While the health benefits are first and foremost, you can be sure that everyone affected by the mold problem is silently (or sometimes not so quietly) calculating the costs. My wife focused on the safety issues and I focused on the money.
Now, let’s look at each participant in the process and discern how source containment might affect the scope and cost with respect to their interests. What are their financial wins when your source containment process is effective?
* Please note: estimated costs are used for illustration purposes, fully understanding each company calculates their costs differently. All examples assume some level of participation by insurance and restoration companies. Some of the numbers used are from our firsthand experience and some is as related by numerous restoration professionals.
We’ll begin by recognizing that occupants fall into two general categories: property owners and renters.
Property owners, who are also occupants, will have many of the same concerns as occupants who rent or lease.
As an occupant, they will be affected by insurance concerns (deductibles, caps on mold losses, future premium surcharges, being moved into sub-standard policies and losing multi-policy discounts). The financial concerns associated with displacement (temporary rentals and associated adjusted living expenses) can be brutal. This doesn’t include the opportunity cost of overseeing the remediation, restoration, and the insurance adjuster instead of being at work earning a living.
As a property owner of the home, business or other rental property, the focus may also include structural damage, loss of rental income, and liability for damage of others. Limiting the spread of mold to other units cannot be overlooked. Responding quickly, taking action with source containment shows you care and helps protect the property and rental income.
Insurance companies and their adjusters will find a “win” in much the same way the occupants especially considering most clients are eager to pass along the costs to the insurer. Any cost the insured occupant or property owner incurs will have a direct impact on the claim. Even with “caps or limits” on mold, the insurer has an interest to come in below cap or limit.
As a restoration professional, chances are you’ll need to make a case for source containment to the adjuster because you are adding an expense up front. Because you have bulletproofed your process, you’ll be able to connect the dots between this line item and the many savings.
Let’s assume your source containment is charge is in the $4-$6/square foot range.
Next, let’s assume upon hearing your charges – the adjuster’s response is in the 100 decibel range or about the same as a Boeing 757 taking off at 300 feet. For this example, the source containment barrier covers 8’ x 10’ or 80 square feet and the charge is between $320 and $480 including your labor, some MoldHold and your profit margin.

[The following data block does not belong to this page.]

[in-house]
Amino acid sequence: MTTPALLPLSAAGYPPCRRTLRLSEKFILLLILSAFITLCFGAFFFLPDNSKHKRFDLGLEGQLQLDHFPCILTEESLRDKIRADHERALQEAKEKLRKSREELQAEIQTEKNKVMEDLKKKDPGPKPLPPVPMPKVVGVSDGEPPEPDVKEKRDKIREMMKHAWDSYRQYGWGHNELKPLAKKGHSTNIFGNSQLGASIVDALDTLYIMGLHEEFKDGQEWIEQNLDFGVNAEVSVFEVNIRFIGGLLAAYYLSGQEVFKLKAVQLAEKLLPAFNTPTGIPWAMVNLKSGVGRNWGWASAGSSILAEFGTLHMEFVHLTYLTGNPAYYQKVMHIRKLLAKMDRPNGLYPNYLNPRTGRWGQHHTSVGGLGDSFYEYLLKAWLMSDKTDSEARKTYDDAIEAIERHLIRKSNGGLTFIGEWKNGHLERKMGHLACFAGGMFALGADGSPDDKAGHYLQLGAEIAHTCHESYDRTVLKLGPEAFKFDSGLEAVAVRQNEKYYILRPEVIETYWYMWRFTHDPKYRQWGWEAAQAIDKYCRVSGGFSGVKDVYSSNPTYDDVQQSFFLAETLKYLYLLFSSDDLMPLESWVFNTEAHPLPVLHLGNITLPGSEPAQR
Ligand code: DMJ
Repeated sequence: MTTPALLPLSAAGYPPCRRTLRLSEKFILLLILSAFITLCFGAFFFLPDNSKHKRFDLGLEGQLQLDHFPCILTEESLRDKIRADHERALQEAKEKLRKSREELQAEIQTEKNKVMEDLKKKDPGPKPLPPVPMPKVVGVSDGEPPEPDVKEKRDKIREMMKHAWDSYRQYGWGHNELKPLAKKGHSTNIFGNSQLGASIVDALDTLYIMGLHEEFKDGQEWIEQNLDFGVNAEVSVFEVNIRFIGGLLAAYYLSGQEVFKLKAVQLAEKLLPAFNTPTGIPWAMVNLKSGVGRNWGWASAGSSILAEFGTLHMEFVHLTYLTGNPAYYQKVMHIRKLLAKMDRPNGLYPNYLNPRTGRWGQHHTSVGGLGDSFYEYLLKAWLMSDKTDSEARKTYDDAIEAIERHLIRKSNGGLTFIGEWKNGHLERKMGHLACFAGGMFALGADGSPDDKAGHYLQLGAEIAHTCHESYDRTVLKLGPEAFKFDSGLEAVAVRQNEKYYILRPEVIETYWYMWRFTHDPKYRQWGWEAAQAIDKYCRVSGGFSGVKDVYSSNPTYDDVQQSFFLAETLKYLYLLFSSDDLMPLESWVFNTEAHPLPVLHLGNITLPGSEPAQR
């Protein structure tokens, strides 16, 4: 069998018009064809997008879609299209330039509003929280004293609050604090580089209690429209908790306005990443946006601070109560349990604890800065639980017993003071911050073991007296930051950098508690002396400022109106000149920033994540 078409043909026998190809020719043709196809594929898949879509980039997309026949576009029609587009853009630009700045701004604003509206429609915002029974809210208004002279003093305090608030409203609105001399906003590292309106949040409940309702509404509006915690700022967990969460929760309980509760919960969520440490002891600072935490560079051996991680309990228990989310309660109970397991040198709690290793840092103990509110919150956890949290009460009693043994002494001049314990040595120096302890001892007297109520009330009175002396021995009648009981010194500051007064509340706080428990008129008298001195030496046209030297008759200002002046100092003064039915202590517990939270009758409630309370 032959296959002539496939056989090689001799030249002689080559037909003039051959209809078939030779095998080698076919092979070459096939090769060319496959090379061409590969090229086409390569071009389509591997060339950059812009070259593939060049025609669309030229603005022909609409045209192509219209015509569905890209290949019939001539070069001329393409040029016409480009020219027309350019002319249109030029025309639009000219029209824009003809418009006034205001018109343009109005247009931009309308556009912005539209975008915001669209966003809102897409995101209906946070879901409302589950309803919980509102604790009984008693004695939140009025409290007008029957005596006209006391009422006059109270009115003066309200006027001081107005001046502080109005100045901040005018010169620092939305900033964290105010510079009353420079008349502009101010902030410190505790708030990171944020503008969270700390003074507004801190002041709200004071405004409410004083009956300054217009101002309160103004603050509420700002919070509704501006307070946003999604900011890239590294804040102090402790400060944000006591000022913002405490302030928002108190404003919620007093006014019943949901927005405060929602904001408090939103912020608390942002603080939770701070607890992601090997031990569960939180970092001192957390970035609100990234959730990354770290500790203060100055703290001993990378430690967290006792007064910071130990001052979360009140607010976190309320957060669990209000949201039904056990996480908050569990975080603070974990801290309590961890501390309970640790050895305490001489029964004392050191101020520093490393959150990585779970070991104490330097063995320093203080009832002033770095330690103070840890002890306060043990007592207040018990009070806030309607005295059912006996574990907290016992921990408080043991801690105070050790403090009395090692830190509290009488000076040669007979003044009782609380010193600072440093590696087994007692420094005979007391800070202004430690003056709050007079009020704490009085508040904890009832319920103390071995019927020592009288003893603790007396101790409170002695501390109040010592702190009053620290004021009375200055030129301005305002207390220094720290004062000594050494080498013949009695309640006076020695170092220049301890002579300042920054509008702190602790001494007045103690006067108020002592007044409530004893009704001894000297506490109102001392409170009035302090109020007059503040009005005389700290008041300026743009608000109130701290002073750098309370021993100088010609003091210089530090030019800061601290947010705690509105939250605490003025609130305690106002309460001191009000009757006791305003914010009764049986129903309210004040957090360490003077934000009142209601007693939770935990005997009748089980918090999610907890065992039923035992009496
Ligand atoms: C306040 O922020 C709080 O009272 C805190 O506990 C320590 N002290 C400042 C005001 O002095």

The conversation might go as follows:
You: (Handing the adjuster an Xactimate estimate of costs) “We found visible fungal contamination that needed source containment.”
Buster the Adjuster: “I don’t know about this MISC: Source Containment – MoldHold. Was it necessary?”
You: “There was sufficient mold present that a rapid response was absolutely necessary, particularly in light of the sensitivity of the occupants and the likelihood that working around it would disturb it, creating significantly more contamination to remediate later. We used the product MoldHold, then did area containment (see the ZipDoor line item).”
Buster the Adjuster: “I think $480 seems a bit high.”
You: “At first it did to me too. Then I realized three significant benefits. First, by securing the site so quickly with this particular product that actually seals the mold to the wall, I could begin drying instantly and prevent further contamination. Second, by doing so, I my air scrubbers will be more effective because less mold is in the air. Chances are I will get a good report back on testing the air and will not need the additional expense of a re-clean and re-test. Thirdly, the secured site will prevent the occupants being displaced and significantly reduce the A.L.E.s your company is going to have to pay.”
Buster the Adjuster: “So let me get this straight, I pay for the source containment and you can begin the drying sooner (hmm, saving us a few dollars by finishing the job sooner and less cleanup); you are likely to spend less time having to re-clean and re-test ($350); and most importantly our customer sees us as protecting them (mumbles something about “goodwill”) and doesn’t have to move out. How many people did you say live here?”
You: “There is Mr. and Mrs. Aguamucho and their three children, ages 2, 4, and 6 – a total of five. Oh, and they have a cat (Mr. Jitters) and a black lab (Sir Barks-a-lot) that would need to be placed in a kennel.”
Buster the Adjuster: “Hmm. What would you say the A.L.E.s would run if they have to leave? $12,000? $15,000? Let’s say they have to pick up the bill for boarding Skitters and Barky?”
You: “At least $12,000 or more. If typical, your company will save 20-45% on the total claim. They are going to like that they don’t have to have their lives disrupted by moving out. By the way, I can get you a piece of the contained sheetrock for your inspection if you like and give you our written protocol on how we do source containment that you can pass up the line if you like.”
Buster the Adjuster: “Seems like this is reasonable given the quick response, the increased likelihood of the job ending on a good note very soon, and the savings because these folks won’t be racking up the A.L.E.s. Yeah, I’d like to see the sample and have a copy of your protocol. You mind I if pass the good news along to the family?”
You: “Sure. Thanks for working with us as a partner.”
The end result of bulletproofing your process is that the little details are not overlooked and every member is informed of what you are doing and why it matters to them.
by Scot LeVelle